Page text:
I don’t know any one outside some geeky sites and only one person personally who cares about any of this. Some do say lame casually. But it’s not going to be a deciding factor for using the app.

To add on to the whims of the geeky communities. Some companies escape it more than others. Airbnb doesn’t get much shit for spamming Craigslist people in early days. Compared to the negative talk of Uber, Facebook, etc, they also get no where near any criticism for the way they incentivize negative aspects of their platform.

All of this to say - there’s no real downside if money and power is the primary goal.

>I don’t know any one outside some geeky sites and only one person personally who cares about any of this. Some do say lame casually. But it’s not going to be a deciding factor for using the app.

My experience is completely different from yours. Out of the dozens of people I've spoken with about this stuff, I can't remember a SINGLE PERSON who didn't express dissatisfaction with at least one of: lack of privacy and potential willy-nilly snooping by CompanyX employee; arbitrary blocking and post removal without good cause; bad interface design; low quality of content.

I don't go fishing for it either, it just happens in conversation, although I sometimes am the first to broach the subject of social networks.

Sorry, I was exaggerating and didn't make it clear what I meant. Yes people care. A lot of people will especially say something or another. Most won't actually not connect to Clubhouse with their contacts though.

So I see the same dissatisfaction. I find that to be closer to slacktivism level of caring for most people though. If they stop using an app or don't use it from the get go for X reason, it usually doesn't align with how they're using other apps. So technically they did not use something because of the dissatisfaction you described. However, they aren't actually applying that even remotely consistently.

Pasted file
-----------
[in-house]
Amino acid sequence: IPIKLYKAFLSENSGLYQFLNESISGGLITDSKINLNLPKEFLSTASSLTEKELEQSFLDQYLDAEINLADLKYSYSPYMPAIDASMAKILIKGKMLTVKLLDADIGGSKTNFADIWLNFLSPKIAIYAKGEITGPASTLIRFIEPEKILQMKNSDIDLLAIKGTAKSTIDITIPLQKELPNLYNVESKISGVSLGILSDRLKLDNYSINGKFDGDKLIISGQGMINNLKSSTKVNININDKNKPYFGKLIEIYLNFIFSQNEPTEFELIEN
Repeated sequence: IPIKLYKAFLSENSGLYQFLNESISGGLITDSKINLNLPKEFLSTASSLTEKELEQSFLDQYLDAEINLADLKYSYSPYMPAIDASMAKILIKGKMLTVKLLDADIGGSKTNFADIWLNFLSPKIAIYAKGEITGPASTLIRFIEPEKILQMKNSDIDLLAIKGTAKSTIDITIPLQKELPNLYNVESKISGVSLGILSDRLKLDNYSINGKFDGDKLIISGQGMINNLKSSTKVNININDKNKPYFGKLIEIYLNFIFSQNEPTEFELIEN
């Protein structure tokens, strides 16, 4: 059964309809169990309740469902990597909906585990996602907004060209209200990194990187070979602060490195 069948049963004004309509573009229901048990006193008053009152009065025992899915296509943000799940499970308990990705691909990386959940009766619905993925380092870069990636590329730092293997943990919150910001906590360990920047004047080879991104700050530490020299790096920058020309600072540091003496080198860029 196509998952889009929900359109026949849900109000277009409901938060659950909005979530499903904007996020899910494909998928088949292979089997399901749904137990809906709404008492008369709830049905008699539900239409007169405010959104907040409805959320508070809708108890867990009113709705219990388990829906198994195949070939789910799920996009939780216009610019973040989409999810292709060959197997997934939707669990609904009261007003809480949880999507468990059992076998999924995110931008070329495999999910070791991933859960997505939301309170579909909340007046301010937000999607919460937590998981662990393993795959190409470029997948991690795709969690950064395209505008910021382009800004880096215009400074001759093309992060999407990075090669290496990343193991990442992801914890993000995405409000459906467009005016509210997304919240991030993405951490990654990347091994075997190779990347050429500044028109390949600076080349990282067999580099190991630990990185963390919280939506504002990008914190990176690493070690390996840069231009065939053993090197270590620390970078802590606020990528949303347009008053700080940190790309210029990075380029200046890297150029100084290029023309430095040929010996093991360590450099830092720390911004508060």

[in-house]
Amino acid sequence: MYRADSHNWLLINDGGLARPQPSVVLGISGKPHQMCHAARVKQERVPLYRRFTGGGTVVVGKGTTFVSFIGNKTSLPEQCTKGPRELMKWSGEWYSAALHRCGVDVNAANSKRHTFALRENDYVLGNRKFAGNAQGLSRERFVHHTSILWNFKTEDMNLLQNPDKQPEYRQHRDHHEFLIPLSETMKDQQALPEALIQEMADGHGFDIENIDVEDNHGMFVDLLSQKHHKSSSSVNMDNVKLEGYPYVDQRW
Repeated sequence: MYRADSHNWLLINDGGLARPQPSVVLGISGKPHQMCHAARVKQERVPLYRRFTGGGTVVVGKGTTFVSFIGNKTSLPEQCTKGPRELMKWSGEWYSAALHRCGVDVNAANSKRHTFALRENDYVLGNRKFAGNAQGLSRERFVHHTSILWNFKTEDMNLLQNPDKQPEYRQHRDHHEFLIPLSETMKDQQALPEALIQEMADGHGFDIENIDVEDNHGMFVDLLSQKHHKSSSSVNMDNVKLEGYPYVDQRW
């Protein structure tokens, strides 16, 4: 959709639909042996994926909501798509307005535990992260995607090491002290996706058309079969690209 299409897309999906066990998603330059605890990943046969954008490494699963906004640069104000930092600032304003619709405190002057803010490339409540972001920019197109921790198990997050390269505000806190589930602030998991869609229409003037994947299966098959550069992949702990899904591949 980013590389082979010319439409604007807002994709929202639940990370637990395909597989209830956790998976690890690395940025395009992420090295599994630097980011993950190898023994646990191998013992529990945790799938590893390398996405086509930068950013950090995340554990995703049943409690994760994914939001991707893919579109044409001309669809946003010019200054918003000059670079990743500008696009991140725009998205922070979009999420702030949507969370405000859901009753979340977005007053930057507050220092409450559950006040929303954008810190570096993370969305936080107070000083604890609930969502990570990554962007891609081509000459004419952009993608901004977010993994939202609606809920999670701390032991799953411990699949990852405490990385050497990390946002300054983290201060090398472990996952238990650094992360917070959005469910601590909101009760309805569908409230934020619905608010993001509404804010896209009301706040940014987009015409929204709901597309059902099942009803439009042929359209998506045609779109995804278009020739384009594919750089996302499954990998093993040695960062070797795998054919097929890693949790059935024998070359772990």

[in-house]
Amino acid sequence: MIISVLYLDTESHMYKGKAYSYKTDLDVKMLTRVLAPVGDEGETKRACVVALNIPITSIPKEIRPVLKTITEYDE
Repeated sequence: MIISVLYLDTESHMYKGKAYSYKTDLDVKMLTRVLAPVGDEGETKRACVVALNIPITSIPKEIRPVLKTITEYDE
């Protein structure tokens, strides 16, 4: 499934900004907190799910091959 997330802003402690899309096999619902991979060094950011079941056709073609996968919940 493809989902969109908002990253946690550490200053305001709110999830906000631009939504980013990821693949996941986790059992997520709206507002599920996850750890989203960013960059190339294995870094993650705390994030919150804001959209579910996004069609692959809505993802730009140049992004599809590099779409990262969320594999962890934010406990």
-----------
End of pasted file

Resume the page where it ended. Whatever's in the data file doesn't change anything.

I think it is just habit and culture, and both can change very quickly. There are many examples throughout history, e.g. civil rights movement.

What are you trying to say?

That because they have a lot of VC money riding on it, they have to do "growth hacking" in order to justify the funds and grow quickly enough to satisfy the investors?

Well, I guess I have to agree.

I assumed the OP saying successful social apps as in successful to the point of being known by at least some average people. Metafilter and Hacker News are both very niche and tiny.

Hacker News doesn’t have the same business model as others either. It’s to help the namesake incubator. It succeeds with that. Getting contacts etc wouldn’t benefit Hacker News. Hacker News could lose a decent amount of money yearly without any prospect of breaking even and still be run.

Most other apps of any kind can’t be run that way, including Reddit and Metafilter.

Perhaps it is just a fact that we have to accept that large (1M+? 10M+? 100M+?) social networks cannot remain sustainable without abusing their users. That would mean we can benefit from building smaller, sustainable communities for ourselves and those we care about. I'm surprised it's not happening already, to be honest.

With today's technology, you can spin up a community website for, e.g. your family or your organization for the price of basic Web hosting and have all the perks of connecting without the downsides of e.g. your data being harvested and reviewed by anyone at CompanyX.

Sure, you have to do your own security, but the big social networks aren't impervious either. And you gain the advantage of not having your account randomly disabled or spamfiltered or shadowbanned.

It won't protect you from NSA or FBI, but I don't think most people care about that. On the other hand, people I've spoken with are aware and do care about snooping by CompanyX employees.

The more I think about it, even as writing this comment, the more I can see that we are very close to rapid disruption in the social network space.

Perhaps it is my family being minority immigrants with other caveats. Snooping by employees is rarely done. It most likely isn't going to mess you up too badly either.